The end of GM’s involvement with the Hummer brand has brought back some memories of how it began – and the somewhat unlikely involvement of a British engineering team in creating the road-going versions that briefly enjoyed iconic status.

Seven years ago, pretty much to the week, I was in South Bend, Indiana at the Hummer test track for a very early drive in the Hummer H2, several months before it went on sale in the ’States. The H2 was the first fruit of GM’s expensive acquisition of the Hummer brand, and the stated corporate aim was to build the ultimate SUV.

That had given GM a big problem. For all its experience building trucks and road-biased SUV, the General had minimal expertise when it came to creating vehicles that could actually deliver hardcore off-roading. Which is why responsibility for the design and engineering of the H2 was given to British consultancy Ricardo, with a team of expat engineers sent to the ’States for nearly three years to create it.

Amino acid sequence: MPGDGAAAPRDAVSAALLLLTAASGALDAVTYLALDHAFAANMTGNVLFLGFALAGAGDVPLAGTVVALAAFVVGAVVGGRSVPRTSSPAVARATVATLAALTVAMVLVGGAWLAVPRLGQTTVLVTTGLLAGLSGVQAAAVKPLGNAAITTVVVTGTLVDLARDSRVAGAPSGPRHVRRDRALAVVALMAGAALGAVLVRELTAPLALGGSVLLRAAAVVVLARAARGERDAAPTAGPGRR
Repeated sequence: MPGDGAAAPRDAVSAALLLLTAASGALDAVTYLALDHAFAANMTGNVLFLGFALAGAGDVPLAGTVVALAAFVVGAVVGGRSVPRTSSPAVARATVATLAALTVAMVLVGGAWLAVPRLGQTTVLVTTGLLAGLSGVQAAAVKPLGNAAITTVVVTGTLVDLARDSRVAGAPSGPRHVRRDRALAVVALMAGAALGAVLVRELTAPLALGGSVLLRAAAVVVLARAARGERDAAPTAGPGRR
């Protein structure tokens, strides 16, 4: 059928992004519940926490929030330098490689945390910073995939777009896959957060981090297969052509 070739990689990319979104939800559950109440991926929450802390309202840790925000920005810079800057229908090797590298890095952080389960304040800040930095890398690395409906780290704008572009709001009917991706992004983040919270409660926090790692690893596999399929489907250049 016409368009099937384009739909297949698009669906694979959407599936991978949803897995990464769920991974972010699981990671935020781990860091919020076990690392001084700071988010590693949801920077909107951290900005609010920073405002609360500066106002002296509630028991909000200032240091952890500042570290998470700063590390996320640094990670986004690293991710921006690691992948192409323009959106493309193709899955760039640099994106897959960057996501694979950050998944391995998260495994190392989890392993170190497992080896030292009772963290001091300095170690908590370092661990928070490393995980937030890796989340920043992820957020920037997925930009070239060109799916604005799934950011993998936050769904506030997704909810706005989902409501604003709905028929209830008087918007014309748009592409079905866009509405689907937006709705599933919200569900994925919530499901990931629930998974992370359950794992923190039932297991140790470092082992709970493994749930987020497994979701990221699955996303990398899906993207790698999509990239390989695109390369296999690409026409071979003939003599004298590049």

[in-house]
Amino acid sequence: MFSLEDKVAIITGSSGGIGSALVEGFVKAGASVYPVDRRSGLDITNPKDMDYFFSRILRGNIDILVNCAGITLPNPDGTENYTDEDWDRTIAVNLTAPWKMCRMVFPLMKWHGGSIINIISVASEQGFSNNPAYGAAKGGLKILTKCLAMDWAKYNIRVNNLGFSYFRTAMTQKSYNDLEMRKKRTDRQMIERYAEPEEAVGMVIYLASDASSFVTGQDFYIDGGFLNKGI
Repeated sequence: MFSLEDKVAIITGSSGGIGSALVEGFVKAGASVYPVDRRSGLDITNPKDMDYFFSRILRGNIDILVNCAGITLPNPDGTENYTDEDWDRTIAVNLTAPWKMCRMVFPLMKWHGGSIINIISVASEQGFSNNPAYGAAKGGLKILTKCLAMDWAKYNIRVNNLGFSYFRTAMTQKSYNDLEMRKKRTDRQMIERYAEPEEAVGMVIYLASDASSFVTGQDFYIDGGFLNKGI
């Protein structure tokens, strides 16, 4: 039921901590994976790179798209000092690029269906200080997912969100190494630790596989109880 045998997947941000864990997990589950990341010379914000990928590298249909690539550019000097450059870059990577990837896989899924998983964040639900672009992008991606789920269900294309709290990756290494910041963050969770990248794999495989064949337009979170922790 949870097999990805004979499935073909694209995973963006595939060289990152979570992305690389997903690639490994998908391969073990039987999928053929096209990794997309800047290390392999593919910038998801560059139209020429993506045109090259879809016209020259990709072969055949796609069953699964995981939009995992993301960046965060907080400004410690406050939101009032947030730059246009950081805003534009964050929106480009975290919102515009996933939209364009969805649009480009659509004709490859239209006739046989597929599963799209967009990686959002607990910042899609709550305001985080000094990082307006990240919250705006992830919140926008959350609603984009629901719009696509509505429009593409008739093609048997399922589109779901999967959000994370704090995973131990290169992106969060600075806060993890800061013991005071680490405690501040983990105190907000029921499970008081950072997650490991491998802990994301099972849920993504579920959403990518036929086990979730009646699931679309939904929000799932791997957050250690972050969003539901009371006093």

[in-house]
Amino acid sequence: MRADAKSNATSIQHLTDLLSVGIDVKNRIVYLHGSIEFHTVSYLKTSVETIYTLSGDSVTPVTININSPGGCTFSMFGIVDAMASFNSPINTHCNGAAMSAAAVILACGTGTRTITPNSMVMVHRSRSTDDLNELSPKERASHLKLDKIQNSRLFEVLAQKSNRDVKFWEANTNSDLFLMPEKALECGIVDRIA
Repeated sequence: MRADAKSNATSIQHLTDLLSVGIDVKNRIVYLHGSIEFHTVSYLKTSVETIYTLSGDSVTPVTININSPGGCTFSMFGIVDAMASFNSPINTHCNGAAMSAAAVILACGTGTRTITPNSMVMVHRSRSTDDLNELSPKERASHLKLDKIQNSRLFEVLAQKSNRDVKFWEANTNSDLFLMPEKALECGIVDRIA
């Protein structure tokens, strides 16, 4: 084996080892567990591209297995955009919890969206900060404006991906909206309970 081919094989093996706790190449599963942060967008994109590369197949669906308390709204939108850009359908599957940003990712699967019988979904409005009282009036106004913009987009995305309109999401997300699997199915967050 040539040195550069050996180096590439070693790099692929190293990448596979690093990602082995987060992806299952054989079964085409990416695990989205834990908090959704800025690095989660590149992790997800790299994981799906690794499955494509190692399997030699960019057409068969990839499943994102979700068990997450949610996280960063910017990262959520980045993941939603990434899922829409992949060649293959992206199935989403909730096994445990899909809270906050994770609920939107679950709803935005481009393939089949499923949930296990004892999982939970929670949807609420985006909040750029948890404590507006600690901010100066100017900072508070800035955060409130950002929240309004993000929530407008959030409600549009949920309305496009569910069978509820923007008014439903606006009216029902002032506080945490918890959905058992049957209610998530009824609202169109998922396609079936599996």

A day spent slithering around South Bend’s swamps and obstacles confirmed the H2 was pretty much unstoppable in the rough. And driving one on the streets of Chicago proved that America was certainly ready to take its brutal, quasi-military styling to heart. The only question that remained unanswered was what would happen if Americans turned against gargantuan, fuel-guzzling SUVs.

Seven years on, we’ve got the answer. And it’s hard not to see the declining fortunes of the Hummer brand as an apt metaphor for the skewed priorities that sunk GM.

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